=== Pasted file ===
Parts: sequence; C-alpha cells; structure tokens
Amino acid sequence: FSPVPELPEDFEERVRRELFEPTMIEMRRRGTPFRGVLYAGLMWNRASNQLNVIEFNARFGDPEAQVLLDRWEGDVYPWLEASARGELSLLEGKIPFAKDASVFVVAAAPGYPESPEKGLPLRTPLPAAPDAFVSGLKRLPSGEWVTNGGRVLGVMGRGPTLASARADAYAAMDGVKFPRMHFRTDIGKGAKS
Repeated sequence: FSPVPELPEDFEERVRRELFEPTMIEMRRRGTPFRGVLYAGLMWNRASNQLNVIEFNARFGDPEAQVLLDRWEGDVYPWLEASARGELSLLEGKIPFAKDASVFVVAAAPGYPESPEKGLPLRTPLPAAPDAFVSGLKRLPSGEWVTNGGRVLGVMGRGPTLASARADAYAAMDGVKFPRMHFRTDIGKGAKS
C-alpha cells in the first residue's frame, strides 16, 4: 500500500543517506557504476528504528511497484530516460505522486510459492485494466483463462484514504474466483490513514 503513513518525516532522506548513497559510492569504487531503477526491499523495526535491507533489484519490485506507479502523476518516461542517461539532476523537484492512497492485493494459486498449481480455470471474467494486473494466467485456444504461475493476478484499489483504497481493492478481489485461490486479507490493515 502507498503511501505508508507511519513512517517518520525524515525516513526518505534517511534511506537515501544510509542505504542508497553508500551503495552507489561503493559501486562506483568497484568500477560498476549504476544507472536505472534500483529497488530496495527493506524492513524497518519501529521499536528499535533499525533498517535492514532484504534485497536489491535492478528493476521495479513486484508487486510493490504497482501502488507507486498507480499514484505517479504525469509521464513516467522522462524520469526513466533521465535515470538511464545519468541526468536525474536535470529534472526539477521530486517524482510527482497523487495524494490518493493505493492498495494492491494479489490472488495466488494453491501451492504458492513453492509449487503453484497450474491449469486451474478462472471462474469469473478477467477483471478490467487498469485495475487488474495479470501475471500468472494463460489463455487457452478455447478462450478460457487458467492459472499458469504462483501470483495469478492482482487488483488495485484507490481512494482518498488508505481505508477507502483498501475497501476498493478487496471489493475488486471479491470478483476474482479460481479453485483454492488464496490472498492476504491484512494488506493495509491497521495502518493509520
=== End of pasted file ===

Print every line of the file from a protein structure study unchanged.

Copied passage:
Parts: sequence; C-alpha cells; structure tokens
Amino acid sequence: FSPVPELPEDFEERVRRELFEPTMIEMRRRGTPFRGVLYAGLMWNRASNQLNVIEFNARFGDPEAQVLLDRWEGDVYPWLEASARGELSLLEGKIPFAKDASVFVVAAAPGYPESPEKGLPLRTPLPAAPDAFVSGLKRLPSGEWVTNGGRVLGVMGRGPTLASARADAYAAMDGVKFPRMHFRTDIGKGAKS
Repeated sequence: FSPVPELPEDFEERVRRELFEPTMIEMRRRGTPFRGVLYAGLMWNRASNQLNVIEFNARFGDPEAQVLLDRWEGDVYPWLEASARGELSLLEGKIPFAKDASVFVVAAAPGYPESPEKGLPLRTPLPAAPDAFVSGLKRLPSGEWVTNGGRVLGVMGRGPTLASARADAYAAMDGVKFPRMHFRTDIGKGAKS
C-alpha cells in the first residue's frame, strides 16, 4: 500500500543517506557504476528504528511497484530516460505522486510459492485494466483463462484514504474466483490513514 503513513518525516532522506548513497559510492569504487531503477526491499523495526535491507533489484519490485506507479502523476518516461542517461539532476523537484492512497492485493494459486498449481480455470471474467494486473494466467485456444504461475493476478484499489483504497481493492478481489485461490486479507490493515 502507498503511501505508508507511519513512517517518520525524515525516513526518505534517511534511506537515501544510509542505504542508497553508500551503495552507489561503493559501486562506483568497484568500477560498476549504476544507472536505472534500483529497488530496495527493506524492513524497518519501529521499536528499535533499525533498517535492514532484504534485497536489491535492478528493476521495479513486484508487486510493490504497482501502488507507486498507480499514484505517479504525469509521464513516467522522462524520469526513466533521465535515470538511464545519468541526468536525474536535470529534472526539477521530486517524482510527482497523487495524494490518493493505493492498495494492491494479489490472488495466488494453491501451492504458492513453492509449487503453484497450474491449469486451474478462472471462474469469473478477467477483471478490467487498469485495475487488474495479470501475471500468472494463460489463455487457452478455447478462450478460457487458467492459472499458469504462483501470483495469478492482482487488483488495485484507490481512494482518498488508505481505508477507502483498501475497501476498493478487496471489493475488486471479491470478483476474482479460481479453485483454492488464496490472498492476504491484512494488506493495509491497521495502518493509520